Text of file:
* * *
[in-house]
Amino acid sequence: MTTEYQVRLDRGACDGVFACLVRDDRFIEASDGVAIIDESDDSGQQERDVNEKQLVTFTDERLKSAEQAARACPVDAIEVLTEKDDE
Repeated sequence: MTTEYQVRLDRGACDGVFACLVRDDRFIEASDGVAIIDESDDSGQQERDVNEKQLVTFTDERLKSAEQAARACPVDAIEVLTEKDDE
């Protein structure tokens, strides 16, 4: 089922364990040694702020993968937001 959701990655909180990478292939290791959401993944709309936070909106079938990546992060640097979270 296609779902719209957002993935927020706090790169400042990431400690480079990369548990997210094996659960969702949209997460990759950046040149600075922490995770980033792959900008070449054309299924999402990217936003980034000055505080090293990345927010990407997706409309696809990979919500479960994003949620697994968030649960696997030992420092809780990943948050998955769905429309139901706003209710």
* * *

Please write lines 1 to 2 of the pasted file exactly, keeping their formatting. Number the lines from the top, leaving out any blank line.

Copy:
[in-house]
Amino acid sequence: MTTEYQVRLDRGACDGVFACLVRDDRFIEASDGVAIIDESDDSGQQERDVNEKQLVTFTDERLKSAEQAARACPVDAIEVLTEKDDE